Dem divide over Confederate bases threatens massive defense bill

The debate has caused a rift within the House as many Democrats say the question of whether to hold firm on the issue — even if it results in a public fight with Trump and potentially delaying passage of the bill until early next year — speaks to the core of Democratic values. And for many, especially Black and progressive lawmakers, it’s one of the only key legislative victories that might become law after a wave of national protests over the killing of George Floyd and other Black Americans by police.

Those Democrats worry that whatever compromise language is proposed will be too watered down to actually be effective and could be something as neutered as expressing support for renaming the bases and encouraging the incoming Biden administration to do so — but not actually requiring action.

“Those names, Confederate names, were put up there to sow division and hatred, to subjugate a people,” Brown said. “We’re not going to dilute this with some … abstract notion about ‘Oh, let’s just promote peace and harmony and eliminate hatred.’ … It needs to be clear on that.”

Rep. Barbara Lee (D-Calif.), a senior progressive and CBC member, said Democrats must ensure the provision remains in the bill “if people are committed, as I think members of our Democratic caucus are, to ending systemic racism.”

“What’s important is that we’ve got to fight,” Lee said, noting that she believes most Democrats will want to follow the lead of the CBC. “We’re standing firm on that. Let’s hope the Senate Republicans do the right thing.”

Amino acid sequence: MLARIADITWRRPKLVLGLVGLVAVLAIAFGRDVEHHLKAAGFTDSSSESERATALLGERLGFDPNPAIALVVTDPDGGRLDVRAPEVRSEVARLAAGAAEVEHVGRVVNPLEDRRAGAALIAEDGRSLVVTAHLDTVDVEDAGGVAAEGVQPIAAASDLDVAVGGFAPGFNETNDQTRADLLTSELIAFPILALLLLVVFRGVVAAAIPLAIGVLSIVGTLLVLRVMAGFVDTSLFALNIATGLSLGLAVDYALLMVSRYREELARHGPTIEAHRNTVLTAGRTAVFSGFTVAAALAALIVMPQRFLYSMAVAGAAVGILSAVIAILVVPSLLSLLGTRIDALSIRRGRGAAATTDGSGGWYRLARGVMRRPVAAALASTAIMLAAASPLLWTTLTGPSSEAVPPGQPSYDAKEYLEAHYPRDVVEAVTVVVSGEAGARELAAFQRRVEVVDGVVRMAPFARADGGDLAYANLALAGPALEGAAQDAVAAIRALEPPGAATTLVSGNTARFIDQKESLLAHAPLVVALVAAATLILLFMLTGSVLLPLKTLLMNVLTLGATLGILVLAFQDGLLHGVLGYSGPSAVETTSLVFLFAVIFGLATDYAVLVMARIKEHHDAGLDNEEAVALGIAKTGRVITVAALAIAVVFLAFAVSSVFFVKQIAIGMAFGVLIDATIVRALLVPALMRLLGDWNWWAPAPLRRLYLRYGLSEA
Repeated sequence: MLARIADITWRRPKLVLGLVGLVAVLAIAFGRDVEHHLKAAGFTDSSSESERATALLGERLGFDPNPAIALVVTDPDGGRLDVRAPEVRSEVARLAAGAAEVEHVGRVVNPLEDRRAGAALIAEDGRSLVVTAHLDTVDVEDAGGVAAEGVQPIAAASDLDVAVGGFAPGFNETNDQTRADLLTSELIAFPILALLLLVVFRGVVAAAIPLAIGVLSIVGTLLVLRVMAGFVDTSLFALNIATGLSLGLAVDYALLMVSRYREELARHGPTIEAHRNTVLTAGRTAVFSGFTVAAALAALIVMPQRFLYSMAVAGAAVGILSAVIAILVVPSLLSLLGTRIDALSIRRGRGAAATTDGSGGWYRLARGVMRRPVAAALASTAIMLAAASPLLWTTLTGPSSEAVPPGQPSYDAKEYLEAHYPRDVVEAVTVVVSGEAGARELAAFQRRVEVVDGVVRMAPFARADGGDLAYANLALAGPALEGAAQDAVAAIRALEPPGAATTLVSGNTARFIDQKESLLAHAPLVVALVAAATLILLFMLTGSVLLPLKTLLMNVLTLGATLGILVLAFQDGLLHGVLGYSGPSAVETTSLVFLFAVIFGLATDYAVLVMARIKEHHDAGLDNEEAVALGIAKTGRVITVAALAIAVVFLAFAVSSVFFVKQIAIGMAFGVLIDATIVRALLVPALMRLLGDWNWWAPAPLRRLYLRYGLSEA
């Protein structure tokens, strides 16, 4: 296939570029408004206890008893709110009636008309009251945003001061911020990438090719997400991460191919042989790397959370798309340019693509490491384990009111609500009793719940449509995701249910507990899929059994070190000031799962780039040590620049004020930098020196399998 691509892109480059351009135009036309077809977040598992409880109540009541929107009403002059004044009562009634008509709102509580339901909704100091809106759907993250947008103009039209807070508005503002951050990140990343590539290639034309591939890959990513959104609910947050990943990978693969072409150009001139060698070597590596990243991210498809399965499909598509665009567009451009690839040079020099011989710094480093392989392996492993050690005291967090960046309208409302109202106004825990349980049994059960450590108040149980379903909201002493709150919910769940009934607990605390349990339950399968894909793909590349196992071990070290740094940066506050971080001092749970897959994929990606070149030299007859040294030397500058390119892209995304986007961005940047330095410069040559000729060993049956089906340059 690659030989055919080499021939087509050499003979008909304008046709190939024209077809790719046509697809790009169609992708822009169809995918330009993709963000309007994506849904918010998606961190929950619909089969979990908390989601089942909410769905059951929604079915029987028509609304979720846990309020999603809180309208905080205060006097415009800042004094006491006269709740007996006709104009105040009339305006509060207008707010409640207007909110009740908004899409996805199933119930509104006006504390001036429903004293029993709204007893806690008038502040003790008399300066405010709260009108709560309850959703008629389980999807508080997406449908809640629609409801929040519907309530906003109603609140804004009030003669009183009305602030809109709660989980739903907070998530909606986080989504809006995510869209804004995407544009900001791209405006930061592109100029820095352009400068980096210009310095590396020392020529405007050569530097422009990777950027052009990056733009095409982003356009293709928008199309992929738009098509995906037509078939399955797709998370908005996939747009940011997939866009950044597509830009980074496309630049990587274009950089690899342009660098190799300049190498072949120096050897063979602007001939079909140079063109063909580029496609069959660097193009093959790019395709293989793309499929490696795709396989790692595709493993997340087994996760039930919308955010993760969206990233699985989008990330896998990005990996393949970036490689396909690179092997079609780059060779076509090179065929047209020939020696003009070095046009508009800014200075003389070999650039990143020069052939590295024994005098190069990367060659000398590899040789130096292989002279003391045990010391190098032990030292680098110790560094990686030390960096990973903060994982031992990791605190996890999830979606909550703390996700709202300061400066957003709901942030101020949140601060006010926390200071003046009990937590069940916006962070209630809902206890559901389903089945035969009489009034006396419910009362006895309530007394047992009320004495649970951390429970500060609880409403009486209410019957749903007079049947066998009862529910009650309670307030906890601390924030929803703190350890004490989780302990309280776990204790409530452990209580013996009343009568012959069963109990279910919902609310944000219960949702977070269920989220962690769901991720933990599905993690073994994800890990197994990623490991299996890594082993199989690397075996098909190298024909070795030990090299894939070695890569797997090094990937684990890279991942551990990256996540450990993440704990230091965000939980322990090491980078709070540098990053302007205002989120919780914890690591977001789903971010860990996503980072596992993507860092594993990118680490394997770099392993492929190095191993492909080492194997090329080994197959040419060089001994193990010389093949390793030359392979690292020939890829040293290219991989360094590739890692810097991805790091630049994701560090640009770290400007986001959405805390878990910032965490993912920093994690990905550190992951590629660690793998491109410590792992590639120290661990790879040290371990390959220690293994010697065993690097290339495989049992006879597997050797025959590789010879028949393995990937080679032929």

But some Democrats say even more can be done next year and that Biden can accomplish much of this on his own via an executive order. The former vice president backed efforts to rename the installations during the campaign.

And other Democrats say the party is spending so much time arguing with one other that they’re weakening their negotiating position on the issue — even though they’ve already secured bipartisan support on the idea. They say it’s the Republicans who should be squirming, not Democrats, since it’s a GOP president who’s attempting to preserve Confederate history against the wishes of his own party in order to satisfy his base.

Meanwhile, Senate Democrats on the Armed Services Committee are essentially unified on keeping the language to rename bases as is, from progressives like Elizabeth Warren of Massachusetts to moderate Joe Manchin of West Virginia, according to a source familiar with the matter.

Warren and 36 Senate Democrats urged negotiators to keep the provisions in the final bill in a letter earlier this month. The top Senate Armed Services Democrat, Jack Reed of Rhode Island, said in an interview last week that the provision “has to be maintained” in the final bill.

The issue is a top priority for the Congressional Black Caucus, which unanimously voted last week to adopt a formal position requiring that any bill must have the renaming of any military property honoring the Confederacy within three years. With the two parties deadlocked over policing reform, the renaming of Confederate bases could be the most substantial language on justice for Black Americans signed into law this year.

The Senate bill would give the Pentagon three years to rename the bases. The more expedited House provision, authored by Brown and Nebraska Republican Don Bacon, would do so over just one year.

But even after House and Senate Republicans largely agreed to the renaming of Confederate bases this summer, there have been some new complications.

Smith said last week that House negotiators now back the slower Senate proposal to remove Confederate names over three years, but to no avail so far. He chided top Senate Republicans, who have indicated they won’t approve a bill Trump will veto, for giving the president cover on the issue.

“Thus far, they are refusing to accept their own language,” Smith said.

Still, he sounded an optimistic note that lawmakers can bridge their differences and pass a 60th consecutive defense bill on time.

“Just about every year with maybe one or two exceptions we run into things that appear intractable and then we find some way to make them tractable,” Smith said. “I don’t know exactly what that is at the moment, but we’re not giving up.”

Burgess Everett and Andrew Desiderio contributed to this report.